When Fred first came to me he dropped an awful lot of weight within the first week. We believed this to be a bit of an adrenaline shock after leaving a racing yard after 7 years of his life, and also just the change in routine. Thankfully, he picked up after feeding him coolstance corpra and dengie alfa a chaff. However nearing the end of September we realised that this feed combination was not working for Fred. It was sending him a bit nutty and I will put my hands up to admitting that I didn’t realise that alfa a was more like rocket fuel than a conditioning feed for a thoroughbred on box rest! I have literally spent ALL winter looking for a combination of feeds that will put weight on Fred without sending his brain crazy, but finally I think I’ve found the answer…. ! Linseed oil! I have been adding linseed oil to the feeds for just over three weeks now and it has really started to make a difference. He has more condition over his back and bottom and his belly looks much better, much fuller and barely any visibility of his ribs. He is now on coolstance, speedi beet and high fibre nuts too.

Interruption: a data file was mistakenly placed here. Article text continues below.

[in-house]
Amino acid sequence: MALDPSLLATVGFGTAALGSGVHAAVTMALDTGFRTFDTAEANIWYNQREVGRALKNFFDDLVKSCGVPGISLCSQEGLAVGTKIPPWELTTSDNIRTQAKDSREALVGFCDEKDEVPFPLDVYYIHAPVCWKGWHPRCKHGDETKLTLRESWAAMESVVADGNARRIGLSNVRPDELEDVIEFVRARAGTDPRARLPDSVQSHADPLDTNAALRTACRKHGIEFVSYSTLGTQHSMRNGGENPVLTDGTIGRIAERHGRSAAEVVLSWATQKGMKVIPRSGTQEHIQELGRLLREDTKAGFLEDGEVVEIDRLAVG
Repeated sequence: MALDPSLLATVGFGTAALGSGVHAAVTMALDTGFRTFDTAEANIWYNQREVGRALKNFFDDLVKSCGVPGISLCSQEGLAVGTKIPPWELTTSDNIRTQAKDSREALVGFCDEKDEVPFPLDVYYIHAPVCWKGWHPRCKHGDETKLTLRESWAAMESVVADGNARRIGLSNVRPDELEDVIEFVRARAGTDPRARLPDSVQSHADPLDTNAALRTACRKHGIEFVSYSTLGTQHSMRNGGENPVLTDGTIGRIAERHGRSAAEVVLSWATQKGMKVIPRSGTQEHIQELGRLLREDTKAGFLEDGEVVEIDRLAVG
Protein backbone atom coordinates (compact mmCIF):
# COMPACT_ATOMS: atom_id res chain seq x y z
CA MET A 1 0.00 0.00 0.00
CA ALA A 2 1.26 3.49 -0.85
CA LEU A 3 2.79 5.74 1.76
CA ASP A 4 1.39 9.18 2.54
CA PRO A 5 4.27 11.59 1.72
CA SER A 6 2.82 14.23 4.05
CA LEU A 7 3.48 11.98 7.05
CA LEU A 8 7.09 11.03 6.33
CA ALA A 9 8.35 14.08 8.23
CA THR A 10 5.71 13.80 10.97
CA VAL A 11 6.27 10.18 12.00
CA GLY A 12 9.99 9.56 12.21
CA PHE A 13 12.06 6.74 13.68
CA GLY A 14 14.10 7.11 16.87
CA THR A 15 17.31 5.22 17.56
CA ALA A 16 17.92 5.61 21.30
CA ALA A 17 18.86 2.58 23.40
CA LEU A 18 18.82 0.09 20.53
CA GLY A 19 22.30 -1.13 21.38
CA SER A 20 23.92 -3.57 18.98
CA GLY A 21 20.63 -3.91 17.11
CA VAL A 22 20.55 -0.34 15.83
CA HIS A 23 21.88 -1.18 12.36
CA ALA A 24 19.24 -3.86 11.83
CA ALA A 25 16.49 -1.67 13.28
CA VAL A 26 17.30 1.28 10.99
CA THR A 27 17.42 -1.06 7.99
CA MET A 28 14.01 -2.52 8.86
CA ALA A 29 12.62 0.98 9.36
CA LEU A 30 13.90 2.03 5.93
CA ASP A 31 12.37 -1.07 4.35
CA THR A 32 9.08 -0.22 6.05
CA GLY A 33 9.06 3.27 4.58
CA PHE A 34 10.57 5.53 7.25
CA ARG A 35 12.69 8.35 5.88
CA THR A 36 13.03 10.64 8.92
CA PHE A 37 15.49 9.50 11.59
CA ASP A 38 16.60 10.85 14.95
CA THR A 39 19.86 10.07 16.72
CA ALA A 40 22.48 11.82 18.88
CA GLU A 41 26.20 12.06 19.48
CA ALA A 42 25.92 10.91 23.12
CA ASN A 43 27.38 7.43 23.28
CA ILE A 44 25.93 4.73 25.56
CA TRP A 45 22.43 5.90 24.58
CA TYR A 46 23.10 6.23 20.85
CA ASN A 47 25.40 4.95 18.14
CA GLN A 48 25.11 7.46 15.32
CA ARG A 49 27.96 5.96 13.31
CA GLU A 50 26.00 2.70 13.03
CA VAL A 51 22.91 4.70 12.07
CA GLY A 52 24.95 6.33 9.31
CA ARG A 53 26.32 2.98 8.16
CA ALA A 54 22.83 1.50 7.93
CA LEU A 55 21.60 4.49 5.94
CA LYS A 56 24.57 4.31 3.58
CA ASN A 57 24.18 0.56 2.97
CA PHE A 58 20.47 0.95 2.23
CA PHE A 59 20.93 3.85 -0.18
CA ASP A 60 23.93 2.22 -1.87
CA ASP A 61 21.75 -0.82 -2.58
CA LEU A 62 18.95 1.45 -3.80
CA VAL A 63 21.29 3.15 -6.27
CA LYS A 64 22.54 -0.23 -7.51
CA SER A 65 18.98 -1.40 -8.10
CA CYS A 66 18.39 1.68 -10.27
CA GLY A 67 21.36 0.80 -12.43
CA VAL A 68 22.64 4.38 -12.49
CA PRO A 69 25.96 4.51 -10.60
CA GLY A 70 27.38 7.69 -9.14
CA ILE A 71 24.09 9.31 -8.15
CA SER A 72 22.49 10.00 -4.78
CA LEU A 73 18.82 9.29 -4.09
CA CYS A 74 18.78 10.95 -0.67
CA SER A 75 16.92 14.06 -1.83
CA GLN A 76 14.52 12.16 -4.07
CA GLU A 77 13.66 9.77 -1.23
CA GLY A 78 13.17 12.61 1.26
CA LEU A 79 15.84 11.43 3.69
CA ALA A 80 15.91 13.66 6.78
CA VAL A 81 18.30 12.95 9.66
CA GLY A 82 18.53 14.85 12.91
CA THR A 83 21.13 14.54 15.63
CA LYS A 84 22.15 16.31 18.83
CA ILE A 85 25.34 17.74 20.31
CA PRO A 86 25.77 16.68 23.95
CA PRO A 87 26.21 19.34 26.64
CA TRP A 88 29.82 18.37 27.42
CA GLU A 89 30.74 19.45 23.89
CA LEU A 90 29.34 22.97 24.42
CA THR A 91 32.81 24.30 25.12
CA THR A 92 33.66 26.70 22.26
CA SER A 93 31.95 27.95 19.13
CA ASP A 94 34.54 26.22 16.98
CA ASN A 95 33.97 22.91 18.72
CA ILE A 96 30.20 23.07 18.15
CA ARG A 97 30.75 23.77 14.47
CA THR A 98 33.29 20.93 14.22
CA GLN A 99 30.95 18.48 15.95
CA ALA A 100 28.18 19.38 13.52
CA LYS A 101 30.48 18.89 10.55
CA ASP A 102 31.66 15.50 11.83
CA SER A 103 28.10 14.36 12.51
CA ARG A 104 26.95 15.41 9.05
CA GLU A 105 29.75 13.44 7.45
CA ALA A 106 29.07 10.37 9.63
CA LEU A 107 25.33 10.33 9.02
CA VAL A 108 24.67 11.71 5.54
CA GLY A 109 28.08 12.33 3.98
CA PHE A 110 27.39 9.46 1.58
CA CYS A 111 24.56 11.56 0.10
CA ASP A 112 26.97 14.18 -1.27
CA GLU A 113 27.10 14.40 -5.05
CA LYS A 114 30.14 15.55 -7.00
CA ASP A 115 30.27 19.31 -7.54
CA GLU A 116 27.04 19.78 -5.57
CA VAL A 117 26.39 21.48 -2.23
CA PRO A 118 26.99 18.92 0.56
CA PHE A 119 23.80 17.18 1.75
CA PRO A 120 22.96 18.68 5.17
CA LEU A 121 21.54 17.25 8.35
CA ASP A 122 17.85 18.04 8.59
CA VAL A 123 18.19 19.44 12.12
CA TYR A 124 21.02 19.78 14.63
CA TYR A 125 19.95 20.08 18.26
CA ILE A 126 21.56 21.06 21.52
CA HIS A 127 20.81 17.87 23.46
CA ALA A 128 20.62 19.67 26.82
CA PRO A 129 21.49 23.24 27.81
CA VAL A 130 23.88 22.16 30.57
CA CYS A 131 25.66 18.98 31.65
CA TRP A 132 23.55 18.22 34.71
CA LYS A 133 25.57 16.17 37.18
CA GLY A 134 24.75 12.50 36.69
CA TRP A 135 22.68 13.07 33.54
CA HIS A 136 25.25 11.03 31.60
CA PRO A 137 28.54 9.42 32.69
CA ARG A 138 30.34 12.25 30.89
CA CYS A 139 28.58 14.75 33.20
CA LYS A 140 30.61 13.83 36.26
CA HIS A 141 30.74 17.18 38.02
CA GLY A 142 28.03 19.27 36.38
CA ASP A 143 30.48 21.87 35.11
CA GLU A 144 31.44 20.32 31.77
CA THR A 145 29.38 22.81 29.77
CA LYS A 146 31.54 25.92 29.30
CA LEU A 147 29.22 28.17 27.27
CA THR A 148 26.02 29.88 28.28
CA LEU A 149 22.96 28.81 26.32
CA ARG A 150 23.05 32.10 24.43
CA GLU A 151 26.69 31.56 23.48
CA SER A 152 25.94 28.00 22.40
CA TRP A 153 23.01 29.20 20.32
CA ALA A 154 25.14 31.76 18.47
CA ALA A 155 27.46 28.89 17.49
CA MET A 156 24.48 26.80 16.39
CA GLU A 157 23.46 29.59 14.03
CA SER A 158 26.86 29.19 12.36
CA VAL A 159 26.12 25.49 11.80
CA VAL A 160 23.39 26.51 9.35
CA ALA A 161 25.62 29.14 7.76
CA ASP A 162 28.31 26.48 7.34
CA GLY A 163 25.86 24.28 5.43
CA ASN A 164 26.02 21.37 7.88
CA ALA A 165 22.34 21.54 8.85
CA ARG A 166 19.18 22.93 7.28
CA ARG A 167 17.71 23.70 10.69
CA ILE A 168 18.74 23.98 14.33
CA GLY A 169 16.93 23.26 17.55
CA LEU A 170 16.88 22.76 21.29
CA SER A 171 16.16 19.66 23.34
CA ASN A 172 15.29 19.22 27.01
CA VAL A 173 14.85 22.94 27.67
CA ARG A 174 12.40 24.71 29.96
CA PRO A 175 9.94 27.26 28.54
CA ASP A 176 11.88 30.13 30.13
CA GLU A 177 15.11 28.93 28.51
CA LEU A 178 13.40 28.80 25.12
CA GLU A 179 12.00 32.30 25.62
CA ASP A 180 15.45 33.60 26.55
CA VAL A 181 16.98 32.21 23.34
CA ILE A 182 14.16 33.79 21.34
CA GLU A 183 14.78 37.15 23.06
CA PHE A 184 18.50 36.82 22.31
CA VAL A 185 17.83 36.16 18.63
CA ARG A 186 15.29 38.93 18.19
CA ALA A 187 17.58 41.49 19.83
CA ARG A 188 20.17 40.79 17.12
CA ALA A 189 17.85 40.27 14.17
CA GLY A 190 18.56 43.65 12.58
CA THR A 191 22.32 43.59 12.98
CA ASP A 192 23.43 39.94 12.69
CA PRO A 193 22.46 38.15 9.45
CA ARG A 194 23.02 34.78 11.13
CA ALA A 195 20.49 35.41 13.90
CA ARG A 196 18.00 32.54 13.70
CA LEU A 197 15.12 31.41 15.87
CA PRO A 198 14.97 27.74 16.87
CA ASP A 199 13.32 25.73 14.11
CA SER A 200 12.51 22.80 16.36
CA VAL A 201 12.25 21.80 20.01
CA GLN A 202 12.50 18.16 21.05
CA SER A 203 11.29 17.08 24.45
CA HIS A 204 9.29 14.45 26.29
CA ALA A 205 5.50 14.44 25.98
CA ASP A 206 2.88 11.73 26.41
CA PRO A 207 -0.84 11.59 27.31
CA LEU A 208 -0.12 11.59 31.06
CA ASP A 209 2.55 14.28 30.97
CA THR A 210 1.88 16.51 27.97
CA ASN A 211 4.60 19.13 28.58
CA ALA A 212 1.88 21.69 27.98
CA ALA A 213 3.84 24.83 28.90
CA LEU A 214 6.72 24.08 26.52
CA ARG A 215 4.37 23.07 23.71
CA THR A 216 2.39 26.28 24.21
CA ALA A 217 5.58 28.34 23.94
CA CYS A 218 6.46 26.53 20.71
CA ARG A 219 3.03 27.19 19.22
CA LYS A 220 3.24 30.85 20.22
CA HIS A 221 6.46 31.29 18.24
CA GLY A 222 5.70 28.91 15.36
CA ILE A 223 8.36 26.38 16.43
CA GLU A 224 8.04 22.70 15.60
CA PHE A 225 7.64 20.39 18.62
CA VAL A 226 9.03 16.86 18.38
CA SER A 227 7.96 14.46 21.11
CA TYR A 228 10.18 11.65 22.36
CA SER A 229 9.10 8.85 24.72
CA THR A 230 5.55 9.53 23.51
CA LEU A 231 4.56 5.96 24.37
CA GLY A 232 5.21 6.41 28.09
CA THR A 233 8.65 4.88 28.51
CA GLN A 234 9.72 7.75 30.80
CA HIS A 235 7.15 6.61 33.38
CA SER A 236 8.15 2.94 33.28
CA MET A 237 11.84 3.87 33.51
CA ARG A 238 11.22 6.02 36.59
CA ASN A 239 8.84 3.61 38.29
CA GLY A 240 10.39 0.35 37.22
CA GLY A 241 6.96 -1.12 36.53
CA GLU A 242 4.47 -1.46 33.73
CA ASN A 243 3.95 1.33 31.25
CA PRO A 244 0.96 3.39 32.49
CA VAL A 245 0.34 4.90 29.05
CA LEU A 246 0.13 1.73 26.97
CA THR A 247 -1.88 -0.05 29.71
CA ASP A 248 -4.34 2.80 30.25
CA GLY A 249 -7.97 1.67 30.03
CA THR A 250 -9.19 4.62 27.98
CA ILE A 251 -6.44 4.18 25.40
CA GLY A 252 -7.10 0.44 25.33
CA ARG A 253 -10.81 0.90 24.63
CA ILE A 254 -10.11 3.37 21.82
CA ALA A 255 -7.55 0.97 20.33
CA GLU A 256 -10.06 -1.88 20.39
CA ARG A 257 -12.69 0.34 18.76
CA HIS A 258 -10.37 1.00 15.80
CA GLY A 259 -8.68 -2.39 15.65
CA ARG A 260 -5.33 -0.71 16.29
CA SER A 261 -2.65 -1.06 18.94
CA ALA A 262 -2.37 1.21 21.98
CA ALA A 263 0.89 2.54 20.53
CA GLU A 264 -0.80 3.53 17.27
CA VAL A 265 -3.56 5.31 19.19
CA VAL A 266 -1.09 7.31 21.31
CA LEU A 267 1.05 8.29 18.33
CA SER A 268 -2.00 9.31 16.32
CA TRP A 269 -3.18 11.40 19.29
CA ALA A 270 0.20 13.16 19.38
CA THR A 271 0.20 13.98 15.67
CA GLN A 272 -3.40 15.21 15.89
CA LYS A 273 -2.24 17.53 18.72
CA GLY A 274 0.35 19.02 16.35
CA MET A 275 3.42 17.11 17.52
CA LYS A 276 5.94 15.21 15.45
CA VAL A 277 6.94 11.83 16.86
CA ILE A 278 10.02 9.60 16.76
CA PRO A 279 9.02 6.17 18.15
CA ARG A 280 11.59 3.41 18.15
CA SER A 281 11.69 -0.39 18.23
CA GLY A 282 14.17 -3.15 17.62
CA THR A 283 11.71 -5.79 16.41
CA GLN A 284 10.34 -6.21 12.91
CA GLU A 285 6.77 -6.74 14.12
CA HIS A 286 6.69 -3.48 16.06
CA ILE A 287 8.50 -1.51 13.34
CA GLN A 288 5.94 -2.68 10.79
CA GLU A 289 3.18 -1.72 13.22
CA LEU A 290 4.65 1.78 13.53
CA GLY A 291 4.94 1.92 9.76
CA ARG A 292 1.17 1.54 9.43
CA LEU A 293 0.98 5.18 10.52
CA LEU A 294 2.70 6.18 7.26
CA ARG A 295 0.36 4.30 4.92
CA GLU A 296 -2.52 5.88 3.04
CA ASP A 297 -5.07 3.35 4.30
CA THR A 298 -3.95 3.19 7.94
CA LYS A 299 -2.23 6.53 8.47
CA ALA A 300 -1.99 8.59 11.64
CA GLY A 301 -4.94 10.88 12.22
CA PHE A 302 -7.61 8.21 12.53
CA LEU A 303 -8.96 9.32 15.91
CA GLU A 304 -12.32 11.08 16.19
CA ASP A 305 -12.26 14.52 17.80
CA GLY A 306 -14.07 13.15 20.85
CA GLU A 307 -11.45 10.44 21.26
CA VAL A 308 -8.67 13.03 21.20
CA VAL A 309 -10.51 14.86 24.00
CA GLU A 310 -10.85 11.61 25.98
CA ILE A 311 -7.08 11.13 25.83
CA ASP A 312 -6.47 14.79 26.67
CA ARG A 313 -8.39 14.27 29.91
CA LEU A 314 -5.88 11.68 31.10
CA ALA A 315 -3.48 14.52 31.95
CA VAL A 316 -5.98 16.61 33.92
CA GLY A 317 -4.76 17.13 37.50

1st November was the big day! It was scan day… after months of waiting it was make or break, I was petrified. The team at Whitelodge Vets are fantastic, Phil arrived and set about setting up the scanner ready. Phil scanned both legs and then gave us the verdict… SUCCESS! The hole in Fred’s superficial digital flexor tendon had completely healed and was now filled with scar tissue. I was so unbelievably happy, best day ever! Let the fun begin.